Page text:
waiters are between 20-30 years old, wearing jeans and G.E. (Graham Elliott) t-shirts and cool looking G.E. belt buckles. They consist of an equally distributed group of men and women of multiple nationalities. Looking around the room, each server is moving gracefully through the space with head waiters talking, back-waiters delivering food and water and a third crew clearing plates and replacing flatware. Now back to the food. My first course is a composed Caesar Salad consisting of a small block of trimmed baby romaine lettuce hearts topped with fresh grated parmesan and a silvery sliver of Spanish white anchovy, a smear of ancho dressing and a nice piece of toasted brioche. The taste is fantastic and the whole dish works well although the brioche and the plate were a bit too large for the dish. I rest for a minute, take a few notes, snap a picture and “poof” my dish is cleared. The back-waiter deftly crumbs the table and vanishes. Another arrives, places a spoon down in front of me and floats away. It’s 5:55PM
Jeff is back. My next course is a bisque with cheddar cheese on a crostini, crispy pancetta, and a signature chive marshmallow. When the dish arrives my waiter explains the item describing how the hot bisque melts the marshmallow upon contact. He pours piping hot bisque into the bowl and suggests that I give the soup a stir to properly blend the flavors and textures. Again, I am not a big fan of these types of theatrics and would not normally mix a sweet marshmallow with bisque and cheddar but once again the dish works perfectly. The flavors and textures meld together creating a simple yet complex flavor profile and mouth-feel. What a cool dish. Again, I pause, my water glass is filled, plate cleared and empty wine glass cleared, all within a minute of finishing. A knife and fork arrive along with a glass of Roussane. Its 6:03PM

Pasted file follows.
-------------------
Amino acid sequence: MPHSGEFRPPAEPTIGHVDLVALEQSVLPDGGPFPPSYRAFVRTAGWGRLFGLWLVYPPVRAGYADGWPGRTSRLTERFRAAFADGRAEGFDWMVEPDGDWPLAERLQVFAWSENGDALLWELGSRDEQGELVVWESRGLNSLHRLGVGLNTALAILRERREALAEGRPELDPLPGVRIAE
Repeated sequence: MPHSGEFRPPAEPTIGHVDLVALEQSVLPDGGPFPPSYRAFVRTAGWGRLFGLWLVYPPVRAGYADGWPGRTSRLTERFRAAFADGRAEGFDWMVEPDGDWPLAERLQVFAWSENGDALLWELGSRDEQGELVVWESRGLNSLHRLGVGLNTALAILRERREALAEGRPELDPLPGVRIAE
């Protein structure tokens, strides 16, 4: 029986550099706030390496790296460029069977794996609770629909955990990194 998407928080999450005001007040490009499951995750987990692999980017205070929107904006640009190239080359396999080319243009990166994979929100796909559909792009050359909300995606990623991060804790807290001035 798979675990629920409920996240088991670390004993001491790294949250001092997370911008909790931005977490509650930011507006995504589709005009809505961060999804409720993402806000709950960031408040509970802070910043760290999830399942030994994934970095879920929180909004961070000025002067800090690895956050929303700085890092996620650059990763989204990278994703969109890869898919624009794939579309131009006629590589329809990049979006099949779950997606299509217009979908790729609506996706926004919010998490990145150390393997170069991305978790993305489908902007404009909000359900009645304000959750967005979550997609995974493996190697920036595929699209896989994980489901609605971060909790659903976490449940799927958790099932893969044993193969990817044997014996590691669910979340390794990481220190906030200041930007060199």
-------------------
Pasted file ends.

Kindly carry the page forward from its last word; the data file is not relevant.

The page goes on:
The next course is a beautiful pair of sea scallops with pureed almonds and almond milk, sliced haricot verts, blood orange with virgin olive oil, browned butter and chive. This dish is much more traditional and really aligned with my
way of eating. It’s perfectly cooked, perfectly seasoned and the whole dish works fantastically well together. The rich aroma of the browned butter and almond puree paired with the acidity and sweetness of the blood orange and the texture and sweet ocean flavor of the scallops is totally in tune. This is my favorite dish so far. At this point, I am starting to get excited by the quality of the food and the perfect execution of the service. Again the empty dish and wine glass are cleared and a fork and steak knife arrive. However, the server, who is calling the shots on wine for me now, explained the Roussane so quickly that I didn’t catch what he said, the vintner or where it came from. Still, it went perfectly with the dish. After reviewing my receipt I discover that it was a 2005 D’Arenberg, Roussane from Australia. Perfect! It’s 6:13PM